The Volunteer Quandary

There is respectful debate in the pay-what-you-can community about whether those who cannot afford to pay for a meal should be asked to volunteer time in return, an option F.A.R.M. Cafe in Boone offers to its non-paying guests. Some argue that those struggling financially are too busy juggling their precarious lives to be asked to donate precious time and that the work-for-food model is demeaning.

Appalachian State University’s Rev. Dr. Chris May has a different opinion.

May wrote her dissertation on the pay-what-you-can model, as well as a how-to manual used by start-up cafes that was published by the international non-profit One World Everybody Eats (OWEE).

May said not only does volunteering seem to imbue a sense of community, of becoming a member of the cafe family, but it also conveys a sense of dignity. “I’ve heard many in-need volunteers say it is important to them to be able to ‘pay’ for the food they eat, rather than just taking a hand out and going about their way.

“In my research, I learned scholars are finding that this sense of equity and integrity seems to be why people pay in pay-what-you-can settings and why, given the opportunity, people want to volunteer to be fair to the cafe. As well, some folks who are experiencing short-term need, like the single mom with three kids trying to make ends meet, might be reluctant to take charity because it seems alien or degrading to them. So, the option to volunteer for a meal provides the self-respect of being fair to the community that provided their meal.”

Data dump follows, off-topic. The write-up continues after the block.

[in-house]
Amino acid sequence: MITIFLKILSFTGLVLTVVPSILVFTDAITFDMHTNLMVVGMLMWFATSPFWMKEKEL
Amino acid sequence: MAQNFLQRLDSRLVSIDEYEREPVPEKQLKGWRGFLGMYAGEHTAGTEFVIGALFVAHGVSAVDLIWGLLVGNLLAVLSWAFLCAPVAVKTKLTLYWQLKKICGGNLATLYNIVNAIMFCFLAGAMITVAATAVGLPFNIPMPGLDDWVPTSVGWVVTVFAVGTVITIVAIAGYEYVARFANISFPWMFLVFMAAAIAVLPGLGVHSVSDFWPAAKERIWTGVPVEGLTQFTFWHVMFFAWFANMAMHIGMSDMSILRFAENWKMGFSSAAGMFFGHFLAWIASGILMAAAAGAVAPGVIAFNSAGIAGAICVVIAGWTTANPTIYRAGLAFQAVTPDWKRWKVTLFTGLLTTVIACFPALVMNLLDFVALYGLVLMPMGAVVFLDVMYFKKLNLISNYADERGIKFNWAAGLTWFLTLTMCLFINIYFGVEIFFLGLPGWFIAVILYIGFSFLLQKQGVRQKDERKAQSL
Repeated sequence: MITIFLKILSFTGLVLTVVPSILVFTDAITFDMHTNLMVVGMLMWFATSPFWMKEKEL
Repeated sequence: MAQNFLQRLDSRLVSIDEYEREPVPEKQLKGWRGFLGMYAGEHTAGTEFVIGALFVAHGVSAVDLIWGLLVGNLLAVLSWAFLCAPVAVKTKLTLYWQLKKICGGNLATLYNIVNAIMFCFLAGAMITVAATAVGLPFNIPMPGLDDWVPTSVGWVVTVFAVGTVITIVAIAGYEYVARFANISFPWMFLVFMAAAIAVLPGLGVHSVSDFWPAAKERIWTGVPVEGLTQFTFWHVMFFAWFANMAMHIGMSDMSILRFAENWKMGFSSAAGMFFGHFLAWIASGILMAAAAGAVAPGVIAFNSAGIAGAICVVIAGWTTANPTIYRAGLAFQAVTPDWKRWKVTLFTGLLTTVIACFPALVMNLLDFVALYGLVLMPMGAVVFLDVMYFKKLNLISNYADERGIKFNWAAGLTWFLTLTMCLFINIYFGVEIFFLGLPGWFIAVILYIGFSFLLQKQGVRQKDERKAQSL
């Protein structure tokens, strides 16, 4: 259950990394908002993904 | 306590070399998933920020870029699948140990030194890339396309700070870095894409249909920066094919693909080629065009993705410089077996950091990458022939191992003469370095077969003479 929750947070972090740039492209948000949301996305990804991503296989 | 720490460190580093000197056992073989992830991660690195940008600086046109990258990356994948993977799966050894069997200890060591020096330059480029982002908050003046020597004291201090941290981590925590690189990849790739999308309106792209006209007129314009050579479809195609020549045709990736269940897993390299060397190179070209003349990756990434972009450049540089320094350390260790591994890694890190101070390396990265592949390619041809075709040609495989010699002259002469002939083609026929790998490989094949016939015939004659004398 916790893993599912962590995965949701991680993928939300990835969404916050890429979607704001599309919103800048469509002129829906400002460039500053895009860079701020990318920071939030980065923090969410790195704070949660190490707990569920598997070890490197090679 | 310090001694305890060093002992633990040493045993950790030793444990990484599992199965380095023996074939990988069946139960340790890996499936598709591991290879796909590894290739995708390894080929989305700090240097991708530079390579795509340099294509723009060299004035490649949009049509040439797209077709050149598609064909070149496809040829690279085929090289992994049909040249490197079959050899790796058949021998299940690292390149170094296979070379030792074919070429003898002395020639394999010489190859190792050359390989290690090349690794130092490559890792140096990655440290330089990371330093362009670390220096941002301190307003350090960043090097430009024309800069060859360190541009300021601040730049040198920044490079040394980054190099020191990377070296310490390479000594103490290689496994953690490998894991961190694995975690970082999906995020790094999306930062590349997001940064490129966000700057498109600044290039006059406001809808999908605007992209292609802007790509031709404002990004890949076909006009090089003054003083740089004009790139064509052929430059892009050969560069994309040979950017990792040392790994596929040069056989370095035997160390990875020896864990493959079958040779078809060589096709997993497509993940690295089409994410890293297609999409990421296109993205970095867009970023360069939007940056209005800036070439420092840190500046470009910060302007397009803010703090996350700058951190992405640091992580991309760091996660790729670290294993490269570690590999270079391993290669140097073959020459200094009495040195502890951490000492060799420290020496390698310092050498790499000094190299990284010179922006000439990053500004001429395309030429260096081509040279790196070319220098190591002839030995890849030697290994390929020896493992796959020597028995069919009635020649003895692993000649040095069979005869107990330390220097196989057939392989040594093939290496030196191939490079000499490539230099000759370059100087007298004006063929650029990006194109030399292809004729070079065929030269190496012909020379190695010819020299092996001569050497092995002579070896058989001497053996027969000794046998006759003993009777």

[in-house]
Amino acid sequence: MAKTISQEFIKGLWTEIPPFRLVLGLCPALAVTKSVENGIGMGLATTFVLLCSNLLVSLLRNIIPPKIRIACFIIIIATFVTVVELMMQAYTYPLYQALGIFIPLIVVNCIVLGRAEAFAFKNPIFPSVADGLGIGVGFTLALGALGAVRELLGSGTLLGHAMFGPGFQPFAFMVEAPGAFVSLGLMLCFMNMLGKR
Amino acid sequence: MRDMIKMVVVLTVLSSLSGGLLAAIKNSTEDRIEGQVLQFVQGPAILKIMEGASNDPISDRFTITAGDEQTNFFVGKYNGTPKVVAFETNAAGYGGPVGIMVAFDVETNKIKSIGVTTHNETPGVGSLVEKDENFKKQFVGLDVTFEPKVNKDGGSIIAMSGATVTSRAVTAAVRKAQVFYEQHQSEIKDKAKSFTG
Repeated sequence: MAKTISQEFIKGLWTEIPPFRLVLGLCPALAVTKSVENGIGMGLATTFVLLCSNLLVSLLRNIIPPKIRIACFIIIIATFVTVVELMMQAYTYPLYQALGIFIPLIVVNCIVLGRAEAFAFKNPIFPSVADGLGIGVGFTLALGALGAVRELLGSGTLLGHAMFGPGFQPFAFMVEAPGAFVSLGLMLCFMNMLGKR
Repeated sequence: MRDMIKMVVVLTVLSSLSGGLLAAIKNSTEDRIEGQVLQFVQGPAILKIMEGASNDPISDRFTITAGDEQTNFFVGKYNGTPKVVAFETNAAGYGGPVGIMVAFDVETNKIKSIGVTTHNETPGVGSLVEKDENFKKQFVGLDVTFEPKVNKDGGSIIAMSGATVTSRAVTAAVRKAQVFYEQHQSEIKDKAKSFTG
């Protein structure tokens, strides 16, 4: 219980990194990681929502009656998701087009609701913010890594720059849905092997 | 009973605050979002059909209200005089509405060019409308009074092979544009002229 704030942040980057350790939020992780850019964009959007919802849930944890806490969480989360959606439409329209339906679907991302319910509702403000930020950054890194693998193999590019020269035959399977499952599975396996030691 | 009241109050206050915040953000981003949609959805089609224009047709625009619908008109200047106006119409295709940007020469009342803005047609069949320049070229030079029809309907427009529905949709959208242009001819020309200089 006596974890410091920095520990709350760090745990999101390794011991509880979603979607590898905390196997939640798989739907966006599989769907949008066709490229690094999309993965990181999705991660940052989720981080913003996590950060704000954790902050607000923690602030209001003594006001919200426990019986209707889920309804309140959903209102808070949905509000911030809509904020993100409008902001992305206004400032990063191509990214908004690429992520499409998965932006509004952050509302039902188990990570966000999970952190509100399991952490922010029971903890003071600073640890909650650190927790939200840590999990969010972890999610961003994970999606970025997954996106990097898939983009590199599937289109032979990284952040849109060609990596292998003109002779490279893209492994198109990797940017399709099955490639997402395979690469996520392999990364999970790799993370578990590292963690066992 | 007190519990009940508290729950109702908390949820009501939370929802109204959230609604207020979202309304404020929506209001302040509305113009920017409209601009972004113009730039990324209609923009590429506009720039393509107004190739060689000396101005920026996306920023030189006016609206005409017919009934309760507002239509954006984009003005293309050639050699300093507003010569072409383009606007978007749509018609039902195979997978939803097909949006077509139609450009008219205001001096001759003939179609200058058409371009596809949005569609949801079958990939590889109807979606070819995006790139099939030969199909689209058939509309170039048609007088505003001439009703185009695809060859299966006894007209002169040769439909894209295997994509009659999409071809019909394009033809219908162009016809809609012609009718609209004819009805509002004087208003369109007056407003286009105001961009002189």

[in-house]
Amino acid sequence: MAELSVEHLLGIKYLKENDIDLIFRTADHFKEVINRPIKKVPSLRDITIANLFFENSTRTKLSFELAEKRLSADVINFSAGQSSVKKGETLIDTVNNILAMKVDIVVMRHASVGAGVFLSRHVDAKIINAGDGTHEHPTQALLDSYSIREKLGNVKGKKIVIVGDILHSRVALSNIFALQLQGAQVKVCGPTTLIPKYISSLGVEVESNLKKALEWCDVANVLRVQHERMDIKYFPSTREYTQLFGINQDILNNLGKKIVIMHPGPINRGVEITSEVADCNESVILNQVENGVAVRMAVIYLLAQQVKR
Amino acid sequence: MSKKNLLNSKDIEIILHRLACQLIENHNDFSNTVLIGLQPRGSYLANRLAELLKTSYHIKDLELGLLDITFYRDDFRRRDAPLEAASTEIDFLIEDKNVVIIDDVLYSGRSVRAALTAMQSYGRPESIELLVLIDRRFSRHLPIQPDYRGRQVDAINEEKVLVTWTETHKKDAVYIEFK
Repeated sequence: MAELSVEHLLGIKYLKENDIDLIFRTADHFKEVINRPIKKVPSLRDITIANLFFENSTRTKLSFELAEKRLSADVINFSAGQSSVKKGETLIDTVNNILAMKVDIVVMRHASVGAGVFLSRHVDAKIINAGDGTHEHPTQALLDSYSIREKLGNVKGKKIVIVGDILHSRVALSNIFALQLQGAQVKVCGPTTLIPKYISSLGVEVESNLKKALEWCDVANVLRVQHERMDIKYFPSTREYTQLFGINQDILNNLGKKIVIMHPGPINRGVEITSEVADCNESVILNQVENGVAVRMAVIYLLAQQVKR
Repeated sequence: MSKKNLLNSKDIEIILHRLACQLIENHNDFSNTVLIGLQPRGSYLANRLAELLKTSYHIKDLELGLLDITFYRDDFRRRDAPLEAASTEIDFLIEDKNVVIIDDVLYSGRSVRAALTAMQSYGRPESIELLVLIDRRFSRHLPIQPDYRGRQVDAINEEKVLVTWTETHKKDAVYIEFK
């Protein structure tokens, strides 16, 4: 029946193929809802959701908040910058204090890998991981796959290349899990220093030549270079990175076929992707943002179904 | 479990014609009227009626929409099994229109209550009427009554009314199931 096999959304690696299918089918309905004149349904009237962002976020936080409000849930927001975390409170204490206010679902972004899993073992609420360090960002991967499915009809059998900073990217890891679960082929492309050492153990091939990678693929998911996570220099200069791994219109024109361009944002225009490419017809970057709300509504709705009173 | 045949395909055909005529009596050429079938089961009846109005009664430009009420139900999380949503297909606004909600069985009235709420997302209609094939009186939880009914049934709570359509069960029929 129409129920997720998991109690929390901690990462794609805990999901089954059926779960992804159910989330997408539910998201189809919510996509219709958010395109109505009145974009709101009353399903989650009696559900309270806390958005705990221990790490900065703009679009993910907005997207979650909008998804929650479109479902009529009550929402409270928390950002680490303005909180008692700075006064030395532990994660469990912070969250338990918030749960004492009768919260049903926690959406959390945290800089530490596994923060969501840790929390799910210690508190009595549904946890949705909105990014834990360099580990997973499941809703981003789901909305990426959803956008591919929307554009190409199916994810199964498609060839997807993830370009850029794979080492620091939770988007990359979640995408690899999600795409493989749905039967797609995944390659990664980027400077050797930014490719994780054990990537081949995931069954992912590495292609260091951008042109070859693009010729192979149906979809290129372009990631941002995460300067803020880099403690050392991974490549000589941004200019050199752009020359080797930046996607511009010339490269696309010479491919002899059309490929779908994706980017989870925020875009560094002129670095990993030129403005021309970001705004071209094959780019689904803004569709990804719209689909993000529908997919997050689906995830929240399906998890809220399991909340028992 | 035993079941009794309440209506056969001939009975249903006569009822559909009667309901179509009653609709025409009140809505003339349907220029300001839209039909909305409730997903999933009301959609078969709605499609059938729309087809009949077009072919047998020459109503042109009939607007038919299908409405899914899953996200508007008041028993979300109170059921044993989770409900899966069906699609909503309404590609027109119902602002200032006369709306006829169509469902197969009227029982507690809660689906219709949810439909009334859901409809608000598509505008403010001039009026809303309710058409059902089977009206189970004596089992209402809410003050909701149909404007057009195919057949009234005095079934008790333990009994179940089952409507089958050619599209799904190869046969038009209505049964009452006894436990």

May said “allowing people to volunteer for their meal also bolsters a community cafe’s appeal across the spectrum of political persuasions – while some view this as an alternative to a free ‘hand out,’ others perceive it as ‘social justice.’ This broad appeal allows the cafe to attract donations and support from a wider demographic.”

OWEE is an international nonprofit supporting a network of pay-what-you-can community cafes that help alleviate hunger. There are more than 60 operating cafes with another 50-plus in the planning stages in eight countries. The organization’s founder, Denise Cerreta, received the 2017 James Beard Humanitarian of the Year Award in early May.

F.A.R.M. Cafe, a national award and Appalachian: a story of hunger, humanitarianism and heart

The 2017 James Beard Humanitarian of the Year Award and a Boone pay-what-you-can cafe tell a story about hunger and the Appalachian Community.